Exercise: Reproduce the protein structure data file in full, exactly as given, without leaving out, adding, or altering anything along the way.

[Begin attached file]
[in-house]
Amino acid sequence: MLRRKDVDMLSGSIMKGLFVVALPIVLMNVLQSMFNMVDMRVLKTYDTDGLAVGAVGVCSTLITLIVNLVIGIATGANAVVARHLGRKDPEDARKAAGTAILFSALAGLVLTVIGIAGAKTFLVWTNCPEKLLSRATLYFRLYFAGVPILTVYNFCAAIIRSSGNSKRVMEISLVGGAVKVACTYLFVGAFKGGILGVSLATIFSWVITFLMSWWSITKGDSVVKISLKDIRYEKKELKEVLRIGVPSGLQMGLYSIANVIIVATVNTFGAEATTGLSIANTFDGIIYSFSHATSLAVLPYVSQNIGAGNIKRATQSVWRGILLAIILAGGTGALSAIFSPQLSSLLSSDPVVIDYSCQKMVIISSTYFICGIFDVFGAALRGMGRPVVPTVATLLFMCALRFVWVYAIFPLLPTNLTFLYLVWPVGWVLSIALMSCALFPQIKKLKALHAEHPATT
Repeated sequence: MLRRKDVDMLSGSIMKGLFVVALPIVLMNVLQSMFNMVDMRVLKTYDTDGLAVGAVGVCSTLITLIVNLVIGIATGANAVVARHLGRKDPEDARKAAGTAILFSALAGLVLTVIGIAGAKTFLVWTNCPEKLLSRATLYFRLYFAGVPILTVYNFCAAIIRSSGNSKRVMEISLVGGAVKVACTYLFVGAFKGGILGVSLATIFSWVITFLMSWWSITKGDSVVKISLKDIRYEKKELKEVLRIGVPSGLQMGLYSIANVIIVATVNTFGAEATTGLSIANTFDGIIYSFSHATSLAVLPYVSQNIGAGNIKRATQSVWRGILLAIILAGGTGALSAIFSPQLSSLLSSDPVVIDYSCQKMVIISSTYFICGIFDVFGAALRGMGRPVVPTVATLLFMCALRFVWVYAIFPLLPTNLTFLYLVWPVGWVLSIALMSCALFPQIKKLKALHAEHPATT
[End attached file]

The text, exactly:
[in-house]
Amino acid sequence: MLRRKDVDMLSGSIMKGLFVVALPIVLMNVLQSMFNMVDMRVLKTYDTDGLAVGAVGVCSTLITLIVNLVIGIATGANAVVARHLGRKDPEDARKAAGTAILFSALAGLVLTVIGIAGAKTFLVWTNCPEKLLSRATLYFRLYFAGVPILTVYNFCAAIIRSSGNSKRVMEISLVGGAVKVACTYLFVGAFKGGILGVSLATIFSWVITFLMSWWSITKGDSVVKISLKDIRYEKKELKEVLRIGVPSGLQMGLYSIANVIIVATVNTFGAEATTGLSIANTFDGIIYSFSHATSLAVLPYVSQNIGAGNIKRATQSVWRGILLAIILAGGTGALSAIFSPQLSSLLSSDPVVIDYSCQKMVIISSTYFICGIFDVFGAALRGMGRPVVPTVATLLFMCALRFVWVYAIFPLLPTNLTFLYLVWPVGWVLSIALMSCALFPQIKKLKALHAEHPATT
Repeated sequence: MLRRKDVDMLSGSIMKGLFVVALPIVLMNVLQSMFNMVDMRVLKTYDTDGLAVGAVGVCSTLITLIVNLVIGIATGANAVVARHLGRKDPEDARKAAGTAILFSALAGLVLTVIGIAGAKTFLVWTNCPEKLLSRATLYFRLYFAGVPILTVYNFCAAIIRSSGNSKRVMEISLVGGAVKVACTYLFVGAFKGGILGVSLATIFSWVITFLMSWWSITKGDSVVKISLKDIRYEKKELKEVLRIGVPSGLQMGLYSIANVIIVATVNTFGAEATTGLSIANTFDGIIYSFSHATSLAVLPYVSQNIGAGNIKRATQSVWRGILLAIILAGGTGALSAIFSPQLSSLLSSDPVVIDYSCQKMVIISSTYFICGIFDVFGAALRGMGRPVVPTVATLLFMCALRFVWVYAIFPLLPTNLTFLYLVWPVGWVLSIALMSCALFPQIKKLKALHAEHPATT